It’s been half a year since we found ourselves flung into the most extraordinary of times. While we grapple with a new world order, I want to thank you for allowing me the opportunity to connect with you beyond social media. I’m so stoked to be able to share with you - for the first time, today, and twice a month hereon - important, exciting, and meaningful ideas that matter. I hope we both learn new ways of looking at the world around us through this process.
We’re living in a complicated reality where life is not just life, but power, politics, optics, and war. In light of the #BlackLivesMatter movement, the Akademi Mag Newsletter’s first ever edition looks at one of many aspects of contemporary Black American history that have informed recent American dissent.
Michelle Alexander’s 2010 book ‘The New Jim Crow’ talks about how though slavery has been abolished, the institutionalized discrimination of Black Americans continues to thrive today, given disproportionate rates of incarceration in a criminal justice system built on racial inequality. Post-slavery, Black communities were ousted from the electoral democracy by Jim Crow Laws that enforced racial segregation and disenfranchisement. Though the laws were done away with in the late 1960s, the practice still exists today - disguised and justified by the prison system. America’s institutions continue to deny Black communities the right to vote, subjecting them to a life of ‘lesser than’.
In the 1970s, the US government launched the ‘War on Drugs’ to stop drug crime by imprisoning users and dealers. While then-President Nixon was staunchly against drugs, his administration as well as those that followed also sought to politically appease White, Southern, anti-Black Americans. Decades later, this War has decimated America’s Black communities. In 2011, the Global Commission on Drug Policy declared: "The global war on drugs has failed, with devastating consequences for individuals and societies around the world.”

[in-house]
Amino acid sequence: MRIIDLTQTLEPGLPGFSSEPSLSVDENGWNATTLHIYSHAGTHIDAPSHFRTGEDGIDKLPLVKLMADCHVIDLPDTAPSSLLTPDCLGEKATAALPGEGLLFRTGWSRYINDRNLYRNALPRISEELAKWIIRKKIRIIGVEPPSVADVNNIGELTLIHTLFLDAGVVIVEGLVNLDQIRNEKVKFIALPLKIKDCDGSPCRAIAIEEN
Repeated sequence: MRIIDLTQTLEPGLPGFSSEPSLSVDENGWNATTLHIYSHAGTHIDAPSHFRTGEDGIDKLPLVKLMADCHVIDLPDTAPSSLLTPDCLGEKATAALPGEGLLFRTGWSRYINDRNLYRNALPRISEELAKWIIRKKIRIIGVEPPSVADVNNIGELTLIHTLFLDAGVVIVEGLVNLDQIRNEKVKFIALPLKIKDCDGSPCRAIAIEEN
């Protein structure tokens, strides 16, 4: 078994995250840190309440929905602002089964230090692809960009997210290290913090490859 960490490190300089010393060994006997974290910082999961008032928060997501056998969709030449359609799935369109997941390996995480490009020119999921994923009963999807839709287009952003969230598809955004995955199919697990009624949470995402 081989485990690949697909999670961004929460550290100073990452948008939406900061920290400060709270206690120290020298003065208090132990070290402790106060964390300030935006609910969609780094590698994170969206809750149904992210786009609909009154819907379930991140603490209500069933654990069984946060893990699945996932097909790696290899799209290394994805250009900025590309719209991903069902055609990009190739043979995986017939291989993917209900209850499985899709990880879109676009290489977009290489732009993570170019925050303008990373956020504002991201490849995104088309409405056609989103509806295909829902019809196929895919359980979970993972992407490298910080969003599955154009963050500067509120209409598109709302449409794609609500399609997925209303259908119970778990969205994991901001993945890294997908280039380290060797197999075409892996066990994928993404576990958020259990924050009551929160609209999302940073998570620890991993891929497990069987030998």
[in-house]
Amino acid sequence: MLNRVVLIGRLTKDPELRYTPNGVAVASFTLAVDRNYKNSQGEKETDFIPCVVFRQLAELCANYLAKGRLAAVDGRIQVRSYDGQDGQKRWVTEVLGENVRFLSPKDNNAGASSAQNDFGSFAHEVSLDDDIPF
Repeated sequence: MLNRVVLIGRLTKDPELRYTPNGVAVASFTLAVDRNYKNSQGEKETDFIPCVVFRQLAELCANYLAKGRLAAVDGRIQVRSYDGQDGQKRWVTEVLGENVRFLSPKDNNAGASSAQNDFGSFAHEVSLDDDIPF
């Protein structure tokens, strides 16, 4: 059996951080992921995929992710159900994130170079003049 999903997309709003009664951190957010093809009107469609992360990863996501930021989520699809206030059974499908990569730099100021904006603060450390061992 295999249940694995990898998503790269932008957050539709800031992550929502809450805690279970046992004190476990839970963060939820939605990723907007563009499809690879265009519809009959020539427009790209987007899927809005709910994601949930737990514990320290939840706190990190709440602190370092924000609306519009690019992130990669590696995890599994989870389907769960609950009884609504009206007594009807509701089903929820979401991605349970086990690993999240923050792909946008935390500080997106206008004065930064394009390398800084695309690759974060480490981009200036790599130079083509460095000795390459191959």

How did this happen? First there was a US-funded media campaign that caused the public’s opinion that drugs are America’s ‘number one’ problem to soar from 2% to 64%. Then, a sudden crack cocaine epidemic in poor Black neighborhoods, followed by a discriminatory law that gave 100x harsher sentences for drugs that were more readily available to Black neighborhoods compared to White ones. Black homicides, fetal deaths, low birth-weight babies, weapons arrests, and numbers of children in foster care soared, while life expectancy fell. Disparities had always existed, but they were compounded by the War on Drugs, leading to irreversible socio-economic devastation. The US became the largest overall consumer of narcotics in the world. In three decades, the penal population doubled itself seven times over, with Black Americans making up about 40% of it, despite representing 13% of the total population.
No reparations have been made, despite campaigns by the Black community – in fact, the War on Drugs is ongoing today. Michelle Alexander tells us in her own words: The US has the highest rate of incarceration in the world. It imprisons a larger percentage of its black population than South Africa did at the height of apartheid. And more Black men are behind bars or under the watch of the criminal justice system than there were enslaved in 1850. 1 out of 5 incarcerated people in the world is incarcerated in the US, and if prisons are not reformed at a faster rate, the future looks bleak.